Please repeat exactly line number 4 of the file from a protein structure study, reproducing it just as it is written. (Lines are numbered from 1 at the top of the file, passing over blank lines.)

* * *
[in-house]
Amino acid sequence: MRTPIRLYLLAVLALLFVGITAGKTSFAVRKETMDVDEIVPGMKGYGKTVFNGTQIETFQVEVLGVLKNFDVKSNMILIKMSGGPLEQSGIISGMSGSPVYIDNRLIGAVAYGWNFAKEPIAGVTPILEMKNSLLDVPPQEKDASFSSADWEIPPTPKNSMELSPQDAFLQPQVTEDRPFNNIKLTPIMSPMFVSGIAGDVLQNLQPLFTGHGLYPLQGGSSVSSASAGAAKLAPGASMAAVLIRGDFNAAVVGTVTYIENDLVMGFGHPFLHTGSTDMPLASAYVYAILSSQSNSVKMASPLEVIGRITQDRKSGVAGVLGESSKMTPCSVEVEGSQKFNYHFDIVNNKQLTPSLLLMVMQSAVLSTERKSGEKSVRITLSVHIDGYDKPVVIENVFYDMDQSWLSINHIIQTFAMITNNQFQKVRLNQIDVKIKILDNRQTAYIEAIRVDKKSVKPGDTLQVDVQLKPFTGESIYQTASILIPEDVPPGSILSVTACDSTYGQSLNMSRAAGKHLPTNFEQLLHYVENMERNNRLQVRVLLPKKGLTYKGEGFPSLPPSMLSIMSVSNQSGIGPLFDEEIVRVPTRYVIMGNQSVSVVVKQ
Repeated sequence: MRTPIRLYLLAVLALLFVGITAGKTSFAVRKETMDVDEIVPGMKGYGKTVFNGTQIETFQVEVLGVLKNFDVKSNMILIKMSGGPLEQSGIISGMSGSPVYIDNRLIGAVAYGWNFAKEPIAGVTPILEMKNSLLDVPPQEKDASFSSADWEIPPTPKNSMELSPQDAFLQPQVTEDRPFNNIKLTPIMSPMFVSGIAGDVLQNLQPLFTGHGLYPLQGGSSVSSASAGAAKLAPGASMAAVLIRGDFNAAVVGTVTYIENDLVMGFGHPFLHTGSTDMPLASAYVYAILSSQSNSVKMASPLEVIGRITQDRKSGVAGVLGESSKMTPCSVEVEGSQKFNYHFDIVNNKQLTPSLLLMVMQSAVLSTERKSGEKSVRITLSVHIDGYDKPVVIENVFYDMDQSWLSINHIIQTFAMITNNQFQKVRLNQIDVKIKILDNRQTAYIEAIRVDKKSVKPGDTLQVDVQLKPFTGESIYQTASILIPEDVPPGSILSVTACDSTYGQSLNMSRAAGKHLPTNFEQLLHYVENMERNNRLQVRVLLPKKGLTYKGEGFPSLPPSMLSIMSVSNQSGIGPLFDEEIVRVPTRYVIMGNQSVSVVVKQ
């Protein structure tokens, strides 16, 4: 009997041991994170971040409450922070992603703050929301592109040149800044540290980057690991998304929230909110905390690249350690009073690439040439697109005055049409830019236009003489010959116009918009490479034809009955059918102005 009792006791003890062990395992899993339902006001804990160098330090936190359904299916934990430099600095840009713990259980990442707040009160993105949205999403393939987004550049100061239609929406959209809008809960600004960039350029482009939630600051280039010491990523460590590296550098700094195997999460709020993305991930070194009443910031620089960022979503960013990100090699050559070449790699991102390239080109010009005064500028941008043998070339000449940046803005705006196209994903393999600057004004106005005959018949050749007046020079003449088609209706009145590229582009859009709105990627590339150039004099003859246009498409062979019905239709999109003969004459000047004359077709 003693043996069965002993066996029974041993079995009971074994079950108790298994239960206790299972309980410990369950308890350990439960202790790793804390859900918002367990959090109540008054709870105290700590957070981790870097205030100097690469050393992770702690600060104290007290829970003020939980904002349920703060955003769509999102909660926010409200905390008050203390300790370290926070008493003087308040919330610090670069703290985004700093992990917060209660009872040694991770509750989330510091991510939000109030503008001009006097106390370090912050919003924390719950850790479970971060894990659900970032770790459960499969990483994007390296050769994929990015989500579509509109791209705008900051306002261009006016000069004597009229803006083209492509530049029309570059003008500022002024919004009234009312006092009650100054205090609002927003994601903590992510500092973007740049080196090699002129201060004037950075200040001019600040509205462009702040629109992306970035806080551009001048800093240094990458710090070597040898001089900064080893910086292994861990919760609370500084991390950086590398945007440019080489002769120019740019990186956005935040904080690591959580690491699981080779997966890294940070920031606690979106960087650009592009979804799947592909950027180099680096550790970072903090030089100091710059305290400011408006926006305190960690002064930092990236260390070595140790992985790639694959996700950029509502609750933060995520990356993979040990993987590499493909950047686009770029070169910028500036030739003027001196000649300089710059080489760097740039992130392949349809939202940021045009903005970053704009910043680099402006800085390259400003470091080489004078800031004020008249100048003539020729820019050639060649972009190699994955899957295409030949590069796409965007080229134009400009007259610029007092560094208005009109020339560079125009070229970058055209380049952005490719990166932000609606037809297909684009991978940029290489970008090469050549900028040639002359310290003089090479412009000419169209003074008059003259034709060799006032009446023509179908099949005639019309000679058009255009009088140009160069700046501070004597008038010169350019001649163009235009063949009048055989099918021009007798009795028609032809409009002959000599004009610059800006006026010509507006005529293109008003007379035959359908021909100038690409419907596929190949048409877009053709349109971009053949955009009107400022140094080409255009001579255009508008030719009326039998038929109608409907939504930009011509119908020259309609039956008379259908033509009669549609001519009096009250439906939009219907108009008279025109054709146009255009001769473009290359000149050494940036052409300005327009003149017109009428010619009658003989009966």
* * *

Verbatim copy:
């Protein structure tokens, strides 16, 4: 009997041991994170971040409450922070992603703050929301592109040149800044540290980057690991998304929230909110905390690249350690009073690439040439697109005055049409830019236009003489010959116009918009490479034809009955059918102005 009792006791003890062990395992899993339902006001804990160098330090936190359904299916934990430099600095840009713990259980990442707040009160993105949205999403393939987004550049100061239609929406959209809008809960600004960039350029482009939630600051280039010491990523460590590296550098700094195997999460709020993305991930070194009443910031620089960022979503960013990100090699050559070449790699991102390239080109010009005064500028941008043998070339000449940046803005705006196209994903393999600057004004106005005959018949050749007046020079003449088609209706009145590229582009859009709105990627590339150039004099003859246009498409062979019905239709999109003969004459000047004359077709 003693043996069965002993066996029974041993079995009971074994079950108790298994239960206790299972309980410990369950308890350990439960202790790793804390859900918002367990959090109540008054709870105290700590957070981790870097205030100097690469050393992770702690600060104290007290829970003020939980904002349920703060955003769509999102909660926010409200905390008050203390300790370290926070008493003087308040919330610090670069703290985004700093992990917060209660009872040694991770509750989330510091991510939000109030503008001009006097106390370090912050919003924390719950850790479970971060894990659900970032770790459960499969990483994007390296050769994929990015989500579509509109791209705008900051306002261009006016000069004597009229803006083209492509530049029309570059003008500022002024919004009234009312006092009650100054205090609002927003994601903590992510500092973007740049080196090699002129201060004037950075200040001019600040509205462009702040629109992306970035806080551009001048800093240094990458710090070597040898001089900064080893910086292994861990919760609370500084991390950086590398945007440019080489002769120019740019990186956005935040904080690591959580690491699981080779997966890294940070920031606690979106960087650009592009979804799947592909950027180099680096550790970072903090030089100091710059305290400011408006926006305190960690002064930092990236260390070595140790992985790639694959996700950029509502609750933060995520990356993979040990993987590499493909950047686009770029070169910028500036030739003027001196000649300089710059080489760097740039992130392949349809939202940021045009903005970053704009910043680099402006800085390259400003470091080489004078800031004020008249100048003539020729820019050639060649972009190699994955899957295409030949590069796409965007080229134009400009007259610029007092560094208005009109020339560079125009070229970058055209380049952005490719990166932000609606037809297909684009991978940029290489970008090469050549900028040639002359310290003089090479412009000419169209003074008059003259034709060799006032009446023509179908099949005639019309000679058009255009009088140009160069700046501070004597008038010169350019001649163009235009063949009048055989099918021009007798009795028609032809409009002959000599004009610059800006006026010509507006005529293109008003007379035959359908021909100038690409419907596929190949048409877009053709349109971009053949955009009107400022140094080409255009001579255009508008030719009326039998038929109608409907939504930009011509119908020259309609039956008379259908033509009669549609001519009096009250439906939009219907108009008279025109054709146009255009001769473009290359000149050494940036052409300005327009003149017109009428010619009658003989009966």